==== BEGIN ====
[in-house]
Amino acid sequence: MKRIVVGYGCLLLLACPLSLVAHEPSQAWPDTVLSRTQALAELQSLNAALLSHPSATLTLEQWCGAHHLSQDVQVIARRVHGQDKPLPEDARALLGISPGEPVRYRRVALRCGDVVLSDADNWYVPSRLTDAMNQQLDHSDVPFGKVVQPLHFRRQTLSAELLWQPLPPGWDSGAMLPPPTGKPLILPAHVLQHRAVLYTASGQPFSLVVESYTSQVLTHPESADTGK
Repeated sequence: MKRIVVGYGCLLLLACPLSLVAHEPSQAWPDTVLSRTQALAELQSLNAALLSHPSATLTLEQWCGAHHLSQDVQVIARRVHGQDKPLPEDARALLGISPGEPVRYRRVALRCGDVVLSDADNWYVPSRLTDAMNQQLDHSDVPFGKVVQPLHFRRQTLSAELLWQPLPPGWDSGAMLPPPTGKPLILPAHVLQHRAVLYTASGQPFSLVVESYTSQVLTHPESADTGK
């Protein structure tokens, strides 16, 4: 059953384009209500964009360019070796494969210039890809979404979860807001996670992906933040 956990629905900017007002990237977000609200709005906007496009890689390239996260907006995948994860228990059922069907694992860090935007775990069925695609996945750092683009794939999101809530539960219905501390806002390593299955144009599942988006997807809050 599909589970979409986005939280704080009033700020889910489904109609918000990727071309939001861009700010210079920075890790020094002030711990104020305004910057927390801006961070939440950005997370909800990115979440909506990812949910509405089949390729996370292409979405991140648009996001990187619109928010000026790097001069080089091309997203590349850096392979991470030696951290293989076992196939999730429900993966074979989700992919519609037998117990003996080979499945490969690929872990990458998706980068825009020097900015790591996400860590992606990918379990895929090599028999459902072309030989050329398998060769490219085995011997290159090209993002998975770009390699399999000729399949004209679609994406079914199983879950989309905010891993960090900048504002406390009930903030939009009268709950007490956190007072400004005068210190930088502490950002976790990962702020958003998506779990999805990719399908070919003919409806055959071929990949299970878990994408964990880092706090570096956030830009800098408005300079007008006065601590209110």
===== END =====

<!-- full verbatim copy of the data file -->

[in-house]
Amino acid sequence: MKRIVVGYGCLLLLACPLSLVAHEPSQAWPDTVLSRTQALAELQSLNAALLSHPSATLTLEQWCGAHHLSQDVQVIARRVHGQDKPLPEDARALLGISPGEPVRYRRVALRCGDVVLSDADNWYVPSRLTDAMNQQLDHSDVPFGKVVQPLHFRRQTLSAELLWQPLPPGWDSGAMLPPPTGKPLILPAHVLQHRAVLYTASGQPFSLVVESYTSQVLTHPESADTGK
Repeated sequence: MKRIVVGYGCLLLLACPLSLVAHEPSQAWPDTVLSRTQALAELQSLNAALLSHPSATLTLEQWCGAHHLSQDVQVIARRVHGQDKPLPEDARALLGISPGEPVRYRRVALRCGDVVLSDADNWYVPSRLTDAMNQQLDHSDVPFGKVVQPLHFRRQTLSAELLWQPLPPGWDSGAMLPPPTGKPLILPAHVLQHRAVLYTASGQPFSLVVESYTSQVLTHPESADTGK
């Protein structure tokens, strides 16, 4: 059953384009209500964009360019070796494969210039890809979404979860807001996670992906933040 956990629905900017007002990237977000609200709005906007496009890689390239996260907006995948994860228990059922069907694992860090935007775990069925695609996945750092683009794939999101809530539960219905501390806002390593299955144009599942988006997807809050 599909589970979409986005939280704080009033700020889910489904109609918000990727071309939001861009700010210079920075890790020094002030711990104020305004910057927390801006961070939440950005997370909800990115979440909506990812949910509405089949390729996370292409979405991140648009996001990187619109928010000026790097001069080089091309997203590349850096392979991470030696951290293989076992196939999730429900993966074979989700992919519609037998117990003996080979499945490969690929872990990458998706980068825009020097900015790591996400860590992606990918379990895929090599028999459902072309030989050329398998060769490219085995011997290159090209993002998975770009390699399999000729399949004209679609994406079914199983879950989309905010891993960090900048504002406390009930903030939009009268709950007490956190007072400004005068210190930088502490950002976790990962702020958003998506779990999805990719399908070919003919409806055959071929990949299970878990994408964990880092706090570096956030830009800098408005300079007008006065601590209110």